For all the benefits of the plant-based diet, and especially for those on a vegetarian diet, there is still one very important consideration, which is the lack of B12. Our bodies can’t produce B12, the essential, water-vitamin found mostly in meat and dairy foods, and therefore we must seek it in our diet. For those on a plant-only diet, there are many fortified foods and supplements available to help them meet their B12 needs. This raises the question as to how easy it is to become deficient in B12 and whether supplements and fortified foods are an adequate replacement.
Cheese is one of the things many people miss the flavor of when they’re trying to reduce the amount of animal products in their diet. Cheese is usually high in salt and saturated fat, so it’s a sensible thing to limit. It’s so flavorful that a little can go a long way, so it’s easy to enjoy in small quantities, but if you’re looking for plant-based alternatives altogether, let me introduce you to cashews and nutritional yeast.
Plant-based diets are a flexible way of eating that can be tailored to your individual preferences and lifestyle. It celebrates and emphasizes plant-based foods, but it isn’t limited to them. Here are my top 3 tips to pay attention to when starting to eat in a more plant-forward style.
Plant-based eating is getting its day in the sun for good reason: it’s good for the environment and good for us. Learning to eat fewer animal products can be a challenge, especially if you’re used to relying on butter and cheese for flavor. These dishes show you a sample of choices from breakfast to an after-dinner dessert that are fully vegan to get your mouthwatering and your creative juices flowing.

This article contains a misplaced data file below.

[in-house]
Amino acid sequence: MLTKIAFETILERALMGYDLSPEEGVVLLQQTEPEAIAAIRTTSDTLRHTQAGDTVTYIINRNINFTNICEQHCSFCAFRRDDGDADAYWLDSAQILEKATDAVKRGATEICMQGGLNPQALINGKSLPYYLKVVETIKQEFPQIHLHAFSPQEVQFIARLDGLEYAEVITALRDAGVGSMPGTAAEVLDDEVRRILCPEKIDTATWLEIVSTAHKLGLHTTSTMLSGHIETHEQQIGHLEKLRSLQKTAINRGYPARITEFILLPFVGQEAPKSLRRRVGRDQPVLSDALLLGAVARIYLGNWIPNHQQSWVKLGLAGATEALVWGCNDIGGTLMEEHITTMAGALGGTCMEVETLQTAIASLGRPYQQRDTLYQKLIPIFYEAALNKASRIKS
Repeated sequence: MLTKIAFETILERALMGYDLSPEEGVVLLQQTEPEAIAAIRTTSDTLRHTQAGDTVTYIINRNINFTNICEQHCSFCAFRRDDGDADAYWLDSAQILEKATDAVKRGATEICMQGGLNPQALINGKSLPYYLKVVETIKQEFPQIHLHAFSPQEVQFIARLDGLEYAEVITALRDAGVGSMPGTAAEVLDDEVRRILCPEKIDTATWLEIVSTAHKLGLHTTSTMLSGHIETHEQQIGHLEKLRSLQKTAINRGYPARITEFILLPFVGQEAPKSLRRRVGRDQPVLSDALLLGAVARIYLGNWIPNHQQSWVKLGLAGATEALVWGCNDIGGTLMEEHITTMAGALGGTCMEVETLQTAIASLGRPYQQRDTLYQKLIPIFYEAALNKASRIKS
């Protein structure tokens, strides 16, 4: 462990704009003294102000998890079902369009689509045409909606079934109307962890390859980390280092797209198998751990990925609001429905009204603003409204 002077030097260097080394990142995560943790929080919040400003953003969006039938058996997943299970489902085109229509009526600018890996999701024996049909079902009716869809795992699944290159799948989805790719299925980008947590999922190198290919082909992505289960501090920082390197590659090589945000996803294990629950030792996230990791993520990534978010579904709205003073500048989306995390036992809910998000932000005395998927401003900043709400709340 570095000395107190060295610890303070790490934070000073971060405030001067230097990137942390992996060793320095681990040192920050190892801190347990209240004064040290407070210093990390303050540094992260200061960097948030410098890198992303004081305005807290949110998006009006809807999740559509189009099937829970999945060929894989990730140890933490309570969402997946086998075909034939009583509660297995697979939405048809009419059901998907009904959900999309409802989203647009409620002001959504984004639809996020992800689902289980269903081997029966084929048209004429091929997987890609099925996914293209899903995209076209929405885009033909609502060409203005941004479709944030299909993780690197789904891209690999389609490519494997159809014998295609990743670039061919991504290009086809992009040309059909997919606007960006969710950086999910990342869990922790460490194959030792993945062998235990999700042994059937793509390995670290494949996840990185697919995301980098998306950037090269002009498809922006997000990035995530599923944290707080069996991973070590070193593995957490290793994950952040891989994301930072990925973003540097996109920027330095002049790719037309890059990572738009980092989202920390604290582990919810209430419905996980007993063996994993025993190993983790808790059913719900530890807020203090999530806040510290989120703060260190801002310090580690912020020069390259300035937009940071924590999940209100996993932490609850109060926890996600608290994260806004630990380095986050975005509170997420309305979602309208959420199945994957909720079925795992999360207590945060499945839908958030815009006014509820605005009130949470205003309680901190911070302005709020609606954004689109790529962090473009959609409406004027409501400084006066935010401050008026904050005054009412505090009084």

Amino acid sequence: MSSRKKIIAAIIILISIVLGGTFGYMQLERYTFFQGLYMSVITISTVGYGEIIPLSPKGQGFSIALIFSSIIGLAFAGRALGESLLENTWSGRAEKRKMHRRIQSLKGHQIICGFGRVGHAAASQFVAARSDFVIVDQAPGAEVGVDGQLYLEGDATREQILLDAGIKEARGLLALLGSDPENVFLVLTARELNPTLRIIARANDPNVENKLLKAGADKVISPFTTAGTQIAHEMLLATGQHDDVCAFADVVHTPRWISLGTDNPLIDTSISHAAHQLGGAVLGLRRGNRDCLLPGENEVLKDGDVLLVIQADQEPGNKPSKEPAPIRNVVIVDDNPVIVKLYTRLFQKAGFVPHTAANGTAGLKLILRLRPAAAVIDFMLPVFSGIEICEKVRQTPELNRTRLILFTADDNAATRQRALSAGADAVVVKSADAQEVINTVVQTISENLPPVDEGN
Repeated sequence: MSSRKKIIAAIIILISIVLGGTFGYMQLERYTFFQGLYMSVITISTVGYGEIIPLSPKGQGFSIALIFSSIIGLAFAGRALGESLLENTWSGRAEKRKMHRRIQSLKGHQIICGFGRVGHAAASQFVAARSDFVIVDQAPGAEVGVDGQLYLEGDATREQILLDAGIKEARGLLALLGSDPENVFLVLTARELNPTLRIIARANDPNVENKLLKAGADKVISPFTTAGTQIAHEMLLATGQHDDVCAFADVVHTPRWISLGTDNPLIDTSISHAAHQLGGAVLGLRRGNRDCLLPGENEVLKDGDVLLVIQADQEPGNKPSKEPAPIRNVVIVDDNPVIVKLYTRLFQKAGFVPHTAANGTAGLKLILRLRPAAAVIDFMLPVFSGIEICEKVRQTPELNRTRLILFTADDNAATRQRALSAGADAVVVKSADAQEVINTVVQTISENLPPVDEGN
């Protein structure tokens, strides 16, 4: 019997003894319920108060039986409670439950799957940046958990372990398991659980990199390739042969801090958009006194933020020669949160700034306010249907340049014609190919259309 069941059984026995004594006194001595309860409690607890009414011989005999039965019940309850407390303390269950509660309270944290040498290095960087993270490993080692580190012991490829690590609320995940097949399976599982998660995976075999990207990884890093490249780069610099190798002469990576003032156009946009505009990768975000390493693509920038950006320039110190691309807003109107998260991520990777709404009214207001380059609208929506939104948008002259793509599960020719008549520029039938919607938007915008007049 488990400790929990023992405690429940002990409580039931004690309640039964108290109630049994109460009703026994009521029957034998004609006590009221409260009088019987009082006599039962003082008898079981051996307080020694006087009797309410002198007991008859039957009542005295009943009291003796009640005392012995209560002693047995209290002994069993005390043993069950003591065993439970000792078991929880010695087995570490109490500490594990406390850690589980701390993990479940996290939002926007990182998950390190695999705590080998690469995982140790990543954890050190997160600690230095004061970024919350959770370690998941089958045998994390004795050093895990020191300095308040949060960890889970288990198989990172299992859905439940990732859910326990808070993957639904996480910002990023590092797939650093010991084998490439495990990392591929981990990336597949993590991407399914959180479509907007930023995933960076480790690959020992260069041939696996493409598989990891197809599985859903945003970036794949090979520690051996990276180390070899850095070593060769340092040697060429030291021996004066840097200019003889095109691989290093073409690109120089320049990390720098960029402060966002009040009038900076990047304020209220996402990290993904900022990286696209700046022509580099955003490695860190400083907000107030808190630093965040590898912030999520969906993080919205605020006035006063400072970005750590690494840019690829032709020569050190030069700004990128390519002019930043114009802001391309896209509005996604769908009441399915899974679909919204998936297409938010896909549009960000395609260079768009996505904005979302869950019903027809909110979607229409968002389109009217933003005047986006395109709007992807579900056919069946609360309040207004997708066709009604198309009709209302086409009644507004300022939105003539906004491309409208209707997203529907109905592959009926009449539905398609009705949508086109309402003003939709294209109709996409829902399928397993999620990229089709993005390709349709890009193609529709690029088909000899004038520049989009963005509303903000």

The popularity of the plant-based diet means that products are appearing on supermarket shelves in increasing numbers. This is great news for consumers seeking to embrace this beneficial and sustainable way of eating. We know that a plant-based approach to eating has many health benefits, but what about those individuals with sensitive nutrition needs? Does this way of eating make it easier or harder to follow a safe, healthy diet when you have unique dietary concerns?
If vegetables aren’t routinely the star of the show at your cookouts, let me share a little secret: grilling does more for veggies than it does for meat. Whether your flavor weapons of choice are marinades, the smoke of quality wood, or the char on the food itself, vegetables shine on the grill. Brilliantly.
It seems to me that main dishes and desserts get all the glory. Lots of times side dishes are an afterthought, and coming up with something to put “on the side” ends up being a hunt through the fridge or pantry for anything that can fill in the empty space on the plate. When we do that, we shortchange both our plates and our palates.
Grills have a reputation for being all about the meat. I have to agree that grills can do great things for the flavor of animal protein, especially meats that can safely be served to most people a little on the rare side. Use these tips to up the food safety and flavor at your next cookout.